Inflation watchers have recently focused much of their attention on the sharp price drop in energy and other commodities, as a glut of supply has collided with a slowdown in demand. Policymakers at the Federal Reserve are tracking prices closely as a sign of whether the U.S. economy is healthy enough to sustain a renewed rise in interest rates after an historic period of cheap money.
Falling prices are usually a sign that demand from companies and consumers is weak and that the economy may be hitting a soft spot.
But when the price of services is taken into account, inflation seems less tame than the recent weakness in commodity prices would indicate. Last month, producer prices overall were up 0.3 percent, which works out to an annual rate of 3.6 percent.
The latest numbers "add to the evidence of a now hard-to-ignore resurgence in core inflation over the past few months," said Stephen Murphy, an economist with Capital Economics. "For all the talk of global deflationary pressures this week, we suspect the Fed will be more focused on the growing evidence of mounting domestic inflationary pressures. A September rate hike is coming."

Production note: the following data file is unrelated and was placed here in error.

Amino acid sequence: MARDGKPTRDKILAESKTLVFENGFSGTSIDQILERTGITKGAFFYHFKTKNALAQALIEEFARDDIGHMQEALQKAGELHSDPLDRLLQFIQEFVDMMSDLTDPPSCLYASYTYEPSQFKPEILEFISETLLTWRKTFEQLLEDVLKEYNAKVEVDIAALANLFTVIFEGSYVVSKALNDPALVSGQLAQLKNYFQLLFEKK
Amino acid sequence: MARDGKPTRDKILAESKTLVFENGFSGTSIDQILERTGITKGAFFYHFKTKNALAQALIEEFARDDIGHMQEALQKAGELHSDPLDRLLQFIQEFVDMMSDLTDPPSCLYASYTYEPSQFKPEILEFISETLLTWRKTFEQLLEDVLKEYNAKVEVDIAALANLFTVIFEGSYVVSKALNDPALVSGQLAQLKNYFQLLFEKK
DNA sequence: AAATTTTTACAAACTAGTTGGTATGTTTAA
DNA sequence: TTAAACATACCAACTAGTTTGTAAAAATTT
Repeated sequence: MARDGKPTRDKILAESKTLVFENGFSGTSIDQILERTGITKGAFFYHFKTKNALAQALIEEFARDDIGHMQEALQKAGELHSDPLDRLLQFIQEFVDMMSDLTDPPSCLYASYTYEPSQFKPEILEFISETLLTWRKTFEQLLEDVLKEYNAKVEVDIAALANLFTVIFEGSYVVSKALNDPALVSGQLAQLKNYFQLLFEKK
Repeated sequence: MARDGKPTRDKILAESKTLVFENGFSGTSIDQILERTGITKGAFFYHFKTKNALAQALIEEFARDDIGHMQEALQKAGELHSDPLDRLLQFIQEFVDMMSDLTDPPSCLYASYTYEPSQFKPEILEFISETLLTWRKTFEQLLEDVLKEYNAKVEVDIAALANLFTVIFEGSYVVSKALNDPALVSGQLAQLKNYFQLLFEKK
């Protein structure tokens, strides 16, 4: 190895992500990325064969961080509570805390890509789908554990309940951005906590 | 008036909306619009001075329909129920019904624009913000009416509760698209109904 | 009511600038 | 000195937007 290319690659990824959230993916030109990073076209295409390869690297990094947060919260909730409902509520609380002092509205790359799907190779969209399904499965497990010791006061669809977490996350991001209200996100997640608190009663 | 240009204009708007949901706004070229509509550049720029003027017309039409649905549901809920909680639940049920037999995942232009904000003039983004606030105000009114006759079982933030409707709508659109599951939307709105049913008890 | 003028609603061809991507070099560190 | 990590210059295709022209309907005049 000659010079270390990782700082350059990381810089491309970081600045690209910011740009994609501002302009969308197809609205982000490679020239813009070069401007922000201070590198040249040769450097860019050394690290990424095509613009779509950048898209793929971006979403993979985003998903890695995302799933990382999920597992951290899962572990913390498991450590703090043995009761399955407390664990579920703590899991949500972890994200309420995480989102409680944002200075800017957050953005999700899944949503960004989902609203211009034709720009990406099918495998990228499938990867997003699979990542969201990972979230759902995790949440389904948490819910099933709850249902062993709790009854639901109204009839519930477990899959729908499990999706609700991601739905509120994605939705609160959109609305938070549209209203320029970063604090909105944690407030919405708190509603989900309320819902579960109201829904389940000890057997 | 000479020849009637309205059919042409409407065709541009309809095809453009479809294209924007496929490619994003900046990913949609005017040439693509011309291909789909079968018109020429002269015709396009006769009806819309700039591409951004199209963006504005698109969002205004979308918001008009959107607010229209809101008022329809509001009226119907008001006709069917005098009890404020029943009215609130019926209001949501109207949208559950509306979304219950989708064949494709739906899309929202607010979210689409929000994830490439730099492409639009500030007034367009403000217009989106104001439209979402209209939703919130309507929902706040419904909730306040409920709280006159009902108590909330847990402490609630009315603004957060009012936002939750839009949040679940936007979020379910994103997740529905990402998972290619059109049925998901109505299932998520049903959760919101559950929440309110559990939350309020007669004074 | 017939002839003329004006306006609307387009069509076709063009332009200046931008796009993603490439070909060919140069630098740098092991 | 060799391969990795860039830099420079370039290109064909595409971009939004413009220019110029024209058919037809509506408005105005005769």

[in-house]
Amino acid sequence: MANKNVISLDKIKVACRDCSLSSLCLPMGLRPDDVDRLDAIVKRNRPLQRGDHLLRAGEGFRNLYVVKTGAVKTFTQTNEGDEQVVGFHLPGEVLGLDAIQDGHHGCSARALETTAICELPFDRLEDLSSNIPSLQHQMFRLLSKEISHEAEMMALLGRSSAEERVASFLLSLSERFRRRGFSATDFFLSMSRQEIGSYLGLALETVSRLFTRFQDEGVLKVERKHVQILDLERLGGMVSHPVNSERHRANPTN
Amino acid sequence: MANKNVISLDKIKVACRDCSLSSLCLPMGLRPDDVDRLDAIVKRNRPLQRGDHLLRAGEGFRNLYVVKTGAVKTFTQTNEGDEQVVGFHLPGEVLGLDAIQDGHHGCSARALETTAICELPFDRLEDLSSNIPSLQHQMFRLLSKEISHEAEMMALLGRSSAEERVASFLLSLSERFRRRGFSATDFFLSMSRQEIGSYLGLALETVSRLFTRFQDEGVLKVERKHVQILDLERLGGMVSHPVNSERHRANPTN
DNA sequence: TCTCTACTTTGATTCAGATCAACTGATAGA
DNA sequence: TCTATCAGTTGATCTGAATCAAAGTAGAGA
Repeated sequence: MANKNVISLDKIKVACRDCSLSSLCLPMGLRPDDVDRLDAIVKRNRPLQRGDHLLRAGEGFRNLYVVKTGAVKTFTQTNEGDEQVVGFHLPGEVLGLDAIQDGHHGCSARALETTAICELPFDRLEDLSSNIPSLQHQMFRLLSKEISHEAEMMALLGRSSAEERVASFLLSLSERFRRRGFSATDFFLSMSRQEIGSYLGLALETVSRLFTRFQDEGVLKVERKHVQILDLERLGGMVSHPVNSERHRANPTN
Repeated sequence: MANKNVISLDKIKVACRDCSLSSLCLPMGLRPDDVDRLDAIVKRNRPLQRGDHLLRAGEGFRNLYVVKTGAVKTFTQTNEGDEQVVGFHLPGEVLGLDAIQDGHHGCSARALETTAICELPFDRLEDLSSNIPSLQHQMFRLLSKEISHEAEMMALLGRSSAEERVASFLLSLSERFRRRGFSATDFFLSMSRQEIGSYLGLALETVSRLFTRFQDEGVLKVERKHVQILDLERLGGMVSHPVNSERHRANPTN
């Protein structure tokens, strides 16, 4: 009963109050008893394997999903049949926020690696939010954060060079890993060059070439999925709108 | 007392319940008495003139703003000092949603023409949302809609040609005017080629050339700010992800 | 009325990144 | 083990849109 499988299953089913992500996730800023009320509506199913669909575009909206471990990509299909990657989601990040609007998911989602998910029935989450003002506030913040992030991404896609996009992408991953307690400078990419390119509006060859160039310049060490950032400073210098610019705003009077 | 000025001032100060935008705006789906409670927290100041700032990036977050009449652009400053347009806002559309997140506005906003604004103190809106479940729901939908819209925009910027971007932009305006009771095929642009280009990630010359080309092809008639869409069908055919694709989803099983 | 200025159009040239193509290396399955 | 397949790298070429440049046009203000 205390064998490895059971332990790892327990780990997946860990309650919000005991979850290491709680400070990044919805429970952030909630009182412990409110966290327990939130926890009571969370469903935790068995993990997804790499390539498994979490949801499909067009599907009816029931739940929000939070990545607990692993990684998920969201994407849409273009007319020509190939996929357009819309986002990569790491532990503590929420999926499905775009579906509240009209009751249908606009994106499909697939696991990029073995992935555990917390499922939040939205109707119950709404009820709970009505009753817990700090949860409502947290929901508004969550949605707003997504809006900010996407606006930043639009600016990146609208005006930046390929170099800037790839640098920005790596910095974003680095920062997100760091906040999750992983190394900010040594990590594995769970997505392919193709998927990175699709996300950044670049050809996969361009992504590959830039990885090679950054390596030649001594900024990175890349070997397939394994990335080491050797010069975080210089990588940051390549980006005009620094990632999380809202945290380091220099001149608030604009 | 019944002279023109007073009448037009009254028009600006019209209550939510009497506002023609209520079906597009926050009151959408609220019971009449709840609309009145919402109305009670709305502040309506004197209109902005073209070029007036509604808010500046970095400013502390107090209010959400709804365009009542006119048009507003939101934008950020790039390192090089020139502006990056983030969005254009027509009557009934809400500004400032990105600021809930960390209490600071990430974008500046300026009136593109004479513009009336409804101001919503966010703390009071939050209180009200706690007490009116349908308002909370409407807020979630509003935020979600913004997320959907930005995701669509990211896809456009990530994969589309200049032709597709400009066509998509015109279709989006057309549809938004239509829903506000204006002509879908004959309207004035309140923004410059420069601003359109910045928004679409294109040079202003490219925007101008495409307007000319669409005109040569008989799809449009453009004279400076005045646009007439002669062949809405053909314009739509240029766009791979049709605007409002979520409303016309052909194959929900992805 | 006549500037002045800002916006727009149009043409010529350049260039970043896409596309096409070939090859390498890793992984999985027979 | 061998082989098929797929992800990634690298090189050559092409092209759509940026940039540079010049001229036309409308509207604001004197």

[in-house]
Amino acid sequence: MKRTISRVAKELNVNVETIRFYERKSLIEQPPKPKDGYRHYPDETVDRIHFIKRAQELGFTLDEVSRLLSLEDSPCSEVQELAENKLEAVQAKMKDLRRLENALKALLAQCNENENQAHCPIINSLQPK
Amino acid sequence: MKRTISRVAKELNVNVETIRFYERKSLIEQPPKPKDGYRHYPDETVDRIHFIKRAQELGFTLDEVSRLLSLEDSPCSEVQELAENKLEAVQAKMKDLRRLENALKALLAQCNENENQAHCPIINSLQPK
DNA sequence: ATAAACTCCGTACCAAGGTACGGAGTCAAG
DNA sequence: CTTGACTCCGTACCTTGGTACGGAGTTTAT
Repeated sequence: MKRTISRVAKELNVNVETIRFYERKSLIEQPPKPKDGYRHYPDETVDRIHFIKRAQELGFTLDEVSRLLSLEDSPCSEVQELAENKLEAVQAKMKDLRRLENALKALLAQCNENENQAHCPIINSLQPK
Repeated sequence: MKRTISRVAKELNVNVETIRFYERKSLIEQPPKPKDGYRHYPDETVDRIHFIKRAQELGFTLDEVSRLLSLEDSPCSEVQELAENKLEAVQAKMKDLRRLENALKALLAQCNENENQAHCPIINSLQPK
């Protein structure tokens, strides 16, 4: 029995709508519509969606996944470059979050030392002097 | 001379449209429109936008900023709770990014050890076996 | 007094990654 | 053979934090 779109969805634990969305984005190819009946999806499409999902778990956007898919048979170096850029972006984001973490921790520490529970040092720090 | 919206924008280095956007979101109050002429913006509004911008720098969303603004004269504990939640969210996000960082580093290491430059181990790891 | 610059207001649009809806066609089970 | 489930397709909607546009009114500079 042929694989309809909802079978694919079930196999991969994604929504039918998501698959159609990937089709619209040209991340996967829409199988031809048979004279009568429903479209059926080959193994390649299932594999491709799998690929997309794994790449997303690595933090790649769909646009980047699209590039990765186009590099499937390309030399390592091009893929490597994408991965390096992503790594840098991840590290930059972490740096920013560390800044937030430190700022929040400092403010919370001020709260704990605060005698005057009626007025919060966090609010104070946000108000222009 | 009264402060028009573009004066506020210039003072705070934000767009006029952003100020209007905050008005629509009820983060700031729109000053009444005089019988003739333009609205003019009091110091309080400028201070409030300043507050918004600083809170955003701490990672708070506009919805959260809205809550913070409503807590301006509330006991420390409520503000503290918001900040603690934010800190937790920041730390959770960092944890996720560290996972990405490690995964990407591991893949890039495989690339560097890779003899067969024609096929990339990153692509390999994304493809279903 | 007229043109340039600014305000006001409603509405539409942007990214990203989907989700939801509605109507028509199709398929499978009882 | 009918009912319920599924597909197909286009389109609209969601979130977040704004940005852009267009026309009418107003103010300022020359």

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While economists and policymakers focus heavily on the widely-reported "headline" numbers, the monthly report is intensely detailed. The main index is sliced and diced into thousands of individual readings, sampled monthly by an army of government researchers.
The list includes major categories like metals and other raw materials, but the basic index also tracks everything from "coin-operated amusement machines" to "dual purpose sleep furniture, including convertible sofas" to "heat exchangers and steam condensers (except for nuclear applications)" and "dump truck bodies, sold separately."
Services categories include broad areas like financial auditing, architectural services and legal advice. But the BLS also keeps a close eye on hundreds of other specific services from "membership dues, fitness and recreational sports centers" to "sales of blood and blood products, organs, and tissues."
Here's a sampling of last month's biggest gainers and losers.